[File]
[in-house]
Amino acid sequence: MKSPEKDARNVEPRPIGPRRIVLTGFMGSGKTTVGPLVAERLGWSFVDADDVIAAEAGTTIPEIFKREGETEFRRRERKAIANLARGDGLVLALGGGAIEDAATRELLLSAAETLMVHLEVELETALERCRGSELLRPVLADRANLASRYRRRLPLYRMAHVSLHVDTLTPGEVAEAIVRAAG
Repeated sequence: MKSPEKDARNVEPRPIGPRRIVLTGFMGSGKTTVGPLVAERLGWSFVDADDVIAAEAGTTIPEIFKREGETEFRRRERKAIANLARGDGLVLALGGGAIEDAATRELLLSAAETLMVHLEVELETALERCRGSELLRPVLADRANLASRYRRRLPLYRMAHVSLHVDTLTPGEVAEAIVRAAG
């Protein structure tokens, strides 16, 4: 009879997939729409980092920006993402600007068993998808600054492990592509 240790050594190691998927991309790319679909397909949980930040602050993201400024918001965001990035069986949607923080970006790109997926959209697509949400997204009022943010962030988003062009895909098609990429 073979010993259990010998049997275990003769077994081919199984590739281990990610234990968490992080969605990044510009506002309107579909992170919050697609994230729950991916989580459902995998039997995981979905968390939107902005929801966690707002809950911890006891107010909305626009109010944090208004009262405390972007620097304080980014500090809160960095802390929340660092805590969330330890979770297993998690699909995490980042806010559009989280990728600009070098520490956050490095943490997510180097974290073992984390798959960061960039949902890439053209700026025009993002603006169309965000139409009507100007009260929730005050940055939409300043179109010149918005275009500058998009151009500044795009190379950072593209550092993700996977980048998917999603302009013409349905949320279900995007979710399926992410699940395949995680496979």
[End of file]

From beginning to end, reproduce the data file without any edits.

[in-house]
Amino acid sequence: MKSPEKDARNVEPRPIGPRRIVLTGFMGSGKTTVGPLVAERLGWSFVDADDVIAAEAGTTIPEIFKREGETEFRRRERKAIANLARGDGLVLALGGGAIEDAATRELLLSAAETLMVHLEVELETALERCRGSELLRPVLADRANLASRYRRRLPLYRMAHVSLHVDTLTPGEVAEAIVRAAG
Repeated sequence: MKSPEKDARNVEPRPIGPRRIVLTGFMGSGKTTVGPLVAERLGWSFVDADDVIAAEAGTTIPEIFKREGETEFRRRERKAIANLARGDGLVLALGGGAIEDAATRELLLSAAETLMVHLEVELETALERCRGSELLRPVLADRANLASRYRRRLPLYRMAHVSLHVDTLTPGEVAEAIVRAAG
């Protein structure tokens, strides 16, 4: 009879997939729409980092920006993402600007068993998808600054492990592509 240790050594190691998927991309790319679909397909949980930040602050993201400024918001965001990035069986949607923080970006790109997926959209697509949400997204009022943010962030988003062009895909098609990429 073979010993259990010998049997275990003769077994081919199984590739281990990610234990968490992080969605990044510009506002309107579909992170919050697609994230729950991916989580459902995998039997995981979905968390939107902005929801966690707002809950911890006891107010909305626009109010944090208004009262405390972007620097304080980014500090809160960095802390929340660092805590969330330890979770297993998690699909995490980042806010559009989280990728600009070098520490956050490095943490997510180097974290073992984390798959960061960039949902890439053209700026025009993002603006169309965000139409009507100007009260929730005050940055939409300043179109010149918005275009500058998009151009500044795009190379950072593209550092993700996977980048998917999603302009013409349905949320279900995007979710399926992410699940395949995680496979």